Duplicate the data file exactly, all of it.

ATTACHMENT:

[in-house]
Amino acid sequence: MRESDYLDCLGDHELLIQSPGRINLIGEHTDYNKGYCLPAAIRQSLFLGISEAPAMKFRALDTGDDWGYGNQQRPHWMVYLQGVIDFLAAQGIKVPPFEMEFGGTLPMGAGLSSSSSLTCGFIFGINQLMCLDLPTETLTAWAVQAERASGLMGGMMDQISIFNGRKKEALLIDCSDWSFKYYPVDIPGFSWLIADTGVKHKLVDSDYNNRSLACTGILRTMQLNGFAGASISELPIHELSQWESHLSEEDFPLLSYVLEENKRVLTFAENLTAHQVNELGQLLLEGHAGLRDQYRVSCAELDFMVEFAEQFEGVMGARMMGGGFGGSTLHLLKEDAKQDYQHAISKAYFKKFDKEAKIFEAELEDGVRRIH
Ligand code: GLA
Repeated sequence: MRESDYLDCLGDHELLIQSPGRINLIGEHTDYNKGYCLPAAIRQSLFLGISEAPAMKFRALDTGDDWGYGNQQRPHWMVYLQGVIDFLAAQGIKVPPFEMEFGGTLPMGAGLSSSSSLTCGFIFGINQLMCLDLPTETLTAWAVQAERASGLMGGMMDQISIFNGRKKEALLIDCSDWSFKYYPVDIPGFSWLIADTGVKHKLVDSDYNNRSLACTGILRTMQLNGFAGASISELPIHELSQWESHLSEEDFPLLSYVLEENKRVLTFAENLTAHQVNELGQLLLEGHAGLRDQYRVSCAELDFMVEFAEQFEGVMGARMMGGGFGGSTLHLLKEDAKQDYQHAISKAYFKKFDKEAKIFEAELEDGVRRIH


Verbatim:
[in-house]
Amino acid sequence: MRESDYLDCLGDHELLIQSPGRINLIGEHTDYNKGYCLPAAIRQSLFLGISEAPAMKFRALDTGDDWGYGNQQRPHWMVYLQGVIDFLAAQGIKVPPFEMEFGGTLPMGAGLSSSSSLTCGFIFGINQLMCLDLPTETLTAWAVQAERASGLMGGMMDQISIFNGRKKEALLIDCSDWSFKYYPVDIPGFSWLIADTGVKHKLVDSDYNNRSLACTGILRTMQLNGFAGASISELPIHELSQWESHLSEEDFPLLSYVLEENKRVLTFAENLTAHQVNELGQLLLEGHAGLRDQYRVSCAELDFMVEFAEQFEGVMGARMMGGGFGGSTLHLLKEDAKQDYQHAISKAYFKKFDKEAKIFEAELEDGVRRIH
Ligand code: GLA
Repeated sequence: MRESDYLDCLGDHELLIQSPGRINLIGEHTDYNKGYCLPAAIRQSLFLGISEAPAMKFRALDTGDDWGYGNQQRPHWMVYLQGVIDFLAAQGIKVPPFEMEFGGTLPMGAGLSSSSSLTCGFIFGINQLMCLDLPTETLTAWAVQAERASGLMGGMMDQISIFNGRKKEALLIDCSDWSFKYYPVDIPGFSWLIADTGVKHKLVDSDYNNRSLACTGILRTMQLNGFAGASISELPIHELSQWESHLSEEDFPLLSYVLEENKRVLTFAENLTAHQVNELGQLLLEGHAGLRDQYRVSCAELDFMVEFAEQFEGVMGARMMGGGFGGSTLHLLKEDAKQDYQHAISKAYFKKFDKEAKIFEAELEDGVRRIH